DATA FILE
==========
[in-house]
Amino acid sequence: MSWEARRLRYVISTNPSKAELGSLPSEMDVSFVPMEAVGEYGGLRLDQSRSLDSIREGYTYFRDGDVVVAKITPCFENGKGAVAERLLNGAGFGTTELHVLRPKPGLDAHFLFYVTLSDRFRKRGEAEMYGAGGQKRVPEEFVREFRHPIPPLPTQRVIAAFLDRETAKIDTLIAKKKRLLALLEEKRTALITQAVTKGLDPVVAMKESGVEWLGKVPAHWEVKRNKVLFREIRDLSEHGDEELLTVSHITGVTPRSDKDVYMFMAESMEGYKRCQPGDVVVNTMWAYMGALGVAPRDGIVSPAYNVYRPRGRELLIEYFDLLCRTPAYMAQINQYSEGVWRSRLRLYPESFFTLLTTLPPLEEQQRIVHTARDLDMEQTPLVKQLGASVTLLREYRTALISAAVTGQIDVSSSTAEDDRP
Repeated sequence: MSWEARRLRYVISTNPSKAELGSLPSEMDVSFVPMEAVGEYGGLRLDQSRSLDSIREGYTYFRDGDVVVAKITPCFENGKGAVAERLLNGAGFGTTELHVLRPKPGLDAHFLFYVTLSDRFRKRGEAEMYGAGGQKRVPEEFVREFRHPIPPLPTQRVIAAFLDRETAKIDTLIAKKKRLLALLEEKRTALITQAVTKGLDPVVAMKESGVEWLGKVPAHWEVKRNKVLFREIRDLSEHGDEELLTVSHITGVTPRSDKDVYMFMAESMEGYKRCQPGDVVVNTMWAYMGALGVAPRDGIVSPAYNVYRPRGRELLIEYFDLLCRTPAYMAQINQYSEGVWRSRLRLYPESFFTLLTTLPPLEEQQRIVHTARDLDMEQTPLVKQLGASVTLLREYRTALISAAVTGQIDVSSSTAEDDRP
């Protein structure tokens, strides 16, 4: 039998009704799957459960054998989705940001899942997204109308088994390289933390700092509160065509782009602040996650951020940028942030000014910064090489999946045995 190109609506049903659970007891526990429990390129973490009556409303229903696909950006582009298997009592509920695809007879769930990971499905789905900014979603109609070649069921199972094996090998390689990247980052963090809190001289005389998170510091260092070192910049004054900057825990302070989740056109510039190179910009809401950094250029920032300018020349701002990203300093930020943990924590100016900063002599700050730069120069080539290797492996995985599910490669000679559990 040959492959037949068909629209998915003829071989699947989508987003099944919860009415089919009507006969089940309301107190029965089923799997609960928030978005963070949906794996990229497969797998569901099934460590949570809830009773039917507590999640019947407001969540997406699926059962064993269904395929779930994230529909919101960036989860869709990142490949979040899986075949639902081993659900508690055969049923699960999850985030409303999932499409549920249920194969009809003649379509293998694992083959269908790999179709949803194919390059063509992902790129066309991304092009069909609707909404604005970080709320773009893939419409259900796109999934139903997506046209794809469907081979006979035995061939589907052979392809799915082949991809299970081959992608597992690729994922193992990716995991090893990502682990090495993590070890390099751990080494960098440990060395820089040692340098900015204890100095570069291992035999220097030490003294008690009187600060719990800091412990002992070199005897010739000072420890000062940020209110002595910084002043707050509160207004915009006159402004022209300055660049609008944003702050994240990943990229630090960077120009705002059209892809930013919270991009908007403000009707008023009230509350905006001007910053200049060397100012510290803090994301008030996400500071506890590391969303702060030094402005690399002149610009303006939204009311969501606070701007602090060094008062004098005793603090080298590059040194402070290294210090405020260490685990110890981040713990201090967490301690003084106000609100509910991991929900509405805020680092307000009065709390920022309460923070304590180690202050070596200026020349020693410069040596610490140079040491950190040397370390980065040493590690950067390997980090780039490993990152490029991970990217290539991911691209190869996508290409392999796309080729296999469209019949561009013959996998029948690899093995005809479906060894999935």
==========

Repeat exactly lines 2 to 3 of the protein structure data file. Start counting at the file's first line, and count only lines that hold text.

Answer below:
Amino acid sequence: MSWEARRLRYVISTNPSKAELGSLPSEMDVSFVPMEAVGEYGGLRLDQSRSLDSIREGYTYFRDGDVVVAKITPCFENGKGAVAERLLNGAGFGTTELHVLRPKPGLDAHFLFYVTLSDRFRKRGEAEMYGAGGQKRVPEEFVREFRHPIPPLPTQRVIAAFLDRETAKIDTLIAKKKRLLALLEEKRTALITQAVTKGLDPVVAMKESGVEWLGKVPAHWEVKRNKVLFREIRDLSEHGDEELLTVSHITGVTPRSDKDVYMFMAESMEGYKRCQPGDVVVNTMWAYMGALGVAPRDGIVSPAYNVYRPRGRELLIEYFDLLCRTPAYMAQINQYSEGVWRSRLRLYPESFFTLLTTLPPLEEQQRIVHTARDLDMEQTPLVKQLGASVTLLREYRTALISAAVTGQIDVSSSTAEDDRP
Repeated sequence: MSWEARRLRYVISTNPSKAELGSLPSEMDVSFVPMEAVGEYGGLRLDQSRSLDSIREGYTYFRDGDVVVAKITPCFENGKGAVAERLLNGAGFGTTELHVLRPKPGLDAHFLFYVTLSDRFRKRGEAEMYGAGGQKRVPEEFVREFRHPIPPLPTQRVIAAFLDRETAKIDTLIAKKKRLLALLEEKRTALITQAVTKGLDPVVAMKESGVEWLGKVPAHWEVKRNKVLFREIRDLSEHGDEELLTVSHITGVTPRSDKDVYMFMAESMEGYKRCQPGDVVVNTMWAYMGALGVAPRDGIVSPAYNVYRPRGRELLIEYFDLLCRTPAYMAQINQYSEGVWRSRLRLYPESFFTLLTTLPPLEEQQRIVHTARDLDMEQTPLVKQLGASVTLLREYRTALISAAVTGQIDVSSSTAEDDRP